While boiled water and distilled water are both involved with the liquid-gas states of H2O, they are two completely different products that are treated in very different ways.
The main difference between these two products is that boiled water is not considered purified and, therefore, cannot be used in applications where exceptionally high purity water is required. Distilled water, on the other hand, is one of the purest forms of water that is used across a range of industries. Unlike boiled water, however, distilled water isn’t recommended for consumption.
Does Boiling Water Make it Distilled?
It is true that the first step in producing distilled water is to boil it. However, this doesn’t mean that your kettle is capable of enacting the entire distillation process. The reason for this lies in the definition of ‘purified water.’
Purified water refers to water that has been mechanically processed and physically separated from its impurities. There are several purification methods, but the main three are:
- Deionisation: this involves ion exchange resins that remove ionic impurities from the water
- Demineralisation: this is very similar to deionisation and is used to remove mineral salts
- Distillation: this is a separation process that purifies water by causing it to vaporise
Because distilled water has undergone a physical separation from its impurities, it is classed as having been purified. Boiled water is not processed in this way and, therefore, can’t be classified as a purified product. Therefore, if you boil water, it does not make it distilled because it does not make it pure.
The Difference between Boiled Water and Distilled Water
Although boiling water is a crucial step in the distillation process, these two products are not interchangeable because of their innate properties. This all comes down to the different ways each version of water is treated, which directly affects how they can be used.
Distilled water is almost entirely pure. It is produced by heating water well past its boiling points so that it begins to vaporise. This vapour is then collected and condensed back into a liquid state that has had all of its impurities removed.
The separation of impurities happens because water has a lower boiling point. This means that the impurities do not vaporise with the water. This entire process is called distillation, and it is one of the most effective ways to remove things like:
- Ionic compounds
- Mineral salts (e.g. calcium)
- Heavy metal salts
- Microorganisms (e.g. bacteria)
The removal of these compounds not only means that distilled water is almost 100% pure, it also means that it is devoid of mineral nutrients like calcium, potassium and sodium. While this makes it ideally suited for use in industries like pharmaceutical manufacturing, it does not make it suitable for human consumption because it could lead to a deficiency in these essential minerals.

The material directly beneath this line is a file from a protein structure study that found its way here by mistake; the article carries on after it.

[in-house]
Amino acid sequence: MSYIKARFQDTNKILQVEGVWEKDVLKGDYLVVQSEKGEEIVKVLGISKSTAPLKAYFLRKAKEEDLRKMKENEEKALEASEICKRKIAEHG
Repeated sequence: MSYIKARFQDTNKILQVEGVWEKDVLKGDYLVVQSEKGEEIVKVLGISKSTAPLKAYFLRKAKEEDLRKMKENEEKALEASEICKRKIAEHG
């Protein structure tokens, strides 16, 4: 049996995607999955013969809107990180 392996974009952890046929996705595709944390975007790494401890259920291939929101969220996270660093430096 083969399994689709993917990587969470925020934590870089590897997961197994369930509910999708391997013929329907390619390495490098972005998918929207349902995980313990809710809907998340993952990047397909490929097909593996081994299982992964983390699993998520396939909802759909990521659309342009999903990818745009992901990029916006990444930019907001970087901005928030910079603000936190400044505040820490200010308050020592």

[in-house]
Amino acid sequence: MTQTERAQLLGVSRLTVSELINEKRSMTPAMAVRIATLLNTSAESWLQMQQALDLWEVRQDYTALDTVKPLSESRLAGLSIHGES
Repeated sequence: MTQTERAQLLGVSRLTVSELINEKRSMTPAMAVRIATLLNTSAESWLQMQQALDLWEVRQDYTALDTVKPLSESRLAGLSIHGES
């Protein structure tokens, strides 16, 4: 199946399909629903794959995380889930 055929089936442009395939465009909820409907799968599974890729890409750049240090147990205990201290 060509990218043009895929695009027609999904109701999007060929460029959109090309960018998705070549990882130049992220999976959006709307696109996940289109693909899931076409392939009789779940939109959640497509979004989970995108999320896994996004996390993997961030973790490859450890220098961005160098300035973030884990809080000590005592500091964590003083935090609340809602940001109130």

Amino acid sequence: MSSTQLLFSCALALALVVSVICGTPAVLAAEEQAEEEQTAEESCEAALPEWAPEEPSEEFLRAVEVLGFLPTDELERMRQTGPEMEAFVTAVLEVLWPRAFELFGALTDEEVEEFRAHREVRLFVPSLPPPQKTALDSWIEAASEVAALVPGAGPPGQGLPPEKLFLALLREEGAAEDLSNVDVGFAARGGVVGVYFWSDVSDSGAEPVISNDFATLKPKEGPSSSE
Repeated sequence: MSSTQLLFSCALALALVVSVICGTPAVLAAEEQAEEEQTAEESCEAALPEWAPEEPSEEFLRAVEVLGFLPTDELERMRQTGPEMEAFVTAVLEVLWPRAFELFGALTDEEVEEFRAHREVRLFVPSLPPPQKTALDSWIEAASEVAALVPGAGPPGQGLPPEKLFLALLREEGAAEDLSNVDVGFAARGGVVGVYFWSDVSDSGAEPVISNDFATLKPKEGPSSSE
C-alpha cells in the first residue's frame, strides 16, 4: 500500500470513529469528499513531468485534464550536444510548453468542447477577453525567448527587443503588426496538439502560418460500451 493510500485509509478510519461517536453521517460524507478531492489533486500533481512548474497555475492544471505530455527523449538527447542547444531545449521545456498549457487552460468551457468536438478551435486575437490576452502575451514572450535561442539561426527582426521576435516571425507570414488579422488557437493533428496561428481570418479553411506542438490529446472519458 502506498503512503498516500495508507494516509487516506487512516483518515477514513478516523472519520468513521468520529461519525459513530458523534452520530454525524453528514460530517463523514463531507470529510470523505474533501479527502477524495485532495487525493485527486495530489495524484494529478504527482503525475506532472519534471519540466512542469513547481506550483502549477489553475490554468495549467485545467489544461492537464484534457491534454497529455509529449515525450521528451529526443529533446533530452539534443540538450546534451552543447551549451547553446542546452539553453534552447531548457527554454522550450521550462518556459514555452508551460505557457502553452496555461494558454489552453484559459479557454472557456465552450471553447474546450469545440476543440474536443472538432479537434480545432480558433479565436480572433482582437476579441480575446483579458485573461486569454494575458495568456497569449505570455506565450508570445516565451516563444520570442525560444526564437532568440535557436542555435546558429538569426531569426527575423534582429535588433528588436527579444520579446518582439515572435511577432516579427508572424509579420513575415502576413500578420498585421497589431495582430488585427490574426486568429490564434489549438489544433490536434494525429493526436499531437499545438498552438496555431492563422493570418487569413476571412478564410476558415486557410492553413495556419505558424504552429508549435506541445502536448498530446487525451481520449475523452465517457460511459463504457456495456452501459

When you think of boiled water, you immediately think of boiling the kettle for a cup of tea or for cooking. But boiled water can also be used for emergency water or surface sanitation. While it is pure enough for these applications, it cannot be used in the same industries as distilled water because it still contains mineral impurities.
Unlike distilled water, which is heated past its boiling point so that it vaporises, boiled water is only heated until it reaches its boiling point (100°C). This is a relatively quick process, unlike distillation which involves complicated steps that can take several hours.
By simply boiling water, you are able to remove organic contaminants like bacteria and germs. This is because microorganisms can’t live above 48°C. At the same time, boiling does not have an effect on other impurities like minerals, and so these remain in the water.
Therefore, while boiled water can’t be used in the ways that distilled water is used because of its mineral content, it can be consumed. In fact, boiled water will generally have a higher concentration of minerals than it did before boiling because some water will always escape as vapour.
In a nutshell…
The differences between boiled water and distilled water can be summarised in a few points:
- Distilled water is purified via a precise distillation process that can take a few hours
- Boiled water is simply water that has reached its boiling point, usually within a few minutes
- Distilled water has had all of its impurities removed, including minerals and microorganisms
- Boiled water is free from microorganisms but still contains mineral salts, like calcium
- Distilled water is used in industrial applications where high purity water is required
- Boiled water can be used in emergency water or surface sanitation
- Distilled water should not be consumed because it is deficient in essential minerals
- Boiled water has a high concentration of essential minerals and so is fine to consume
The blog on chemicals.co.uk and everything published on it is provided as an information resource only. The blog, its authors and affiliates accept no responsibility for any accident, injury or damage caused in part or directly from following the information provided on this website. We do not recommend using any chemical without first consulting the Material Safety Data Sheet which can be obtained from the manufacturer and following the safety advice and precautions on the product label. If you are in any doubt about health and safety issues please consult the Health & Safety Executive (HSE).